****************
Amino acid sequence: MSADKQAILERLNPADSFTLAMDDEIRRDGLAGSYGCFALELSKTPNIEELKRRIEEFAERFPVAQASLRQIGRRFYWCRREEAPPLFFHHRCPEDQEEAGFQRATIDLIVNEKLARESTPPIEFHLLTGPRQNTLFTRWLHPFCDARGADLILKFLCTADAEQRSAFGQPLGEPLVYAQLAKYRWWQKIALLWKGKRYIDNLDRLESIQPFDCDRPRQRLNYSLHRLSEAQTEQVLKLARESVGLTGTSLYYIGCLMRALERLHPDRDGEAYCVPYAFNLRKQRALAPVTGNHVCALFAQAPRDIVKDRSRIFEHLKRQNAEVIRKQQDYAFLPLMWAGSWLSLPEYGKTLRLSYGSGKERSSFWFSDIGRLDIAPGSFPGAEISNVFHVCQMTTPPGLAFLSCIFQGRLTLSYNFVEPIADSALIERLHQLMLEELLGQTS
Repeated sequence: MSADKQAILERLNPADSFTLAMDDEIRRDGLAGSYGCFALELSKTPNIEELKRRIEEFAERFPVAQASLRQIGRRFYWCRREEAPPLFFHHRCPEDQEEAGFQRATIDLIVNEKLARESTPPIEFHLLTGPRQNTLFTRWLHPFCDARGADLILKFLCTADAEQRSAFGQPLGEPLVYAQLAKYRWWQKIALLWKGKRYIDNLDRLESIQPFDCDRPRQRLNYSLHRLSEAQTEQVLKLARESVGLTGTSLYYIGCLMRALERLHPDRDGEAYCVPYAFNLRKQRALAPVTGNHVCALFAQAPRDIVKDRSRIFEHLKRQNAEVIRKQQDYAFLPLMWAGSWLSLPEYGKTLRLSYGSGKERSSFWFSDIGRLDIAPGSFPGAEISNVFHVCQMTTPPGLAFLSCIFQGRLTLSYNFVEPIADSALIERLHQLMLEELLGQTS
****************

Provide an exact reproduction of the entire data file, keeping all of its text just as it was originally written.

Amino acid sequence: MSADKQAILERLNPADSFTLAMDDEIRRDGLAGSYGCFALELSKTPNIEELKRRIEEFAERFPVAQASLRQIGRRFYWCRREEAPPLFFHHRCPEDQEEAGFQRATIDLIVNEKLARESTPPIEFHLLTGPRQNTLFTRWLHPFCDARGADLILKFLCTADAEQRSAFGQPLGEPLVYAQLAKYRWWQKIALLWKGKRYIDNLDRLESIQPFDCDRPRQRLNYSLHRLSEAQTEQVLKLARESVGLTGTSLYYIGCLMRALERLHPDRDGEAYCVPYAFNLRKQRALAPVTGNHVCALFAQAPRDIVKDRSRIFEHLKRQNAEVIRKQQDYAFLPLMWAGSWLSLPEYGKTLRLSYGSGKERSSFWFSDIGRLDIAPGSFPGAEISNVFHVCQMTTPPGLAFLSCIFQGRLTLSYNFVEPIADSALIERLHQLMLEELLGQTS
Repeated sequence: MSADKQAILERLNPADSFTLAMDDEIRRDGLAGSYGCFALELSKTPNIEELKRRIEEFAERFPVAQASLRQIGRRFYWCRREEAPPLFFHHRCPEDQEEAGFQRATIDLIVNEKLARESTPPIEFHLLTGPRQNTLFTRWLHPFCDARGADLILKFLCTADAEQRSAFGQPLGEPLVYAQLAKYRWWQKIALLWKGKRYIDNLDRLESIQPFDCDRPRQRLNYSLHRLSEAQTEQVLKLARESVGLTGTSLYYIGCLMRALERLHPDRDGEAYCVPYAFNLRKQRALAPVTGNHVCALFAQAPRDIVKDRSRIFEHLKRQNAEVIRKQQDYAFLPLMWAGSWLSLPEYGKTLRLSYGSGKERSSFWFSDIGRLDIAPGSFPGAEISNVFHVCQMTTPPGLAFLSCIFQGRLTLSYNFVEPIADSALIERLHQLMLEELLGQTS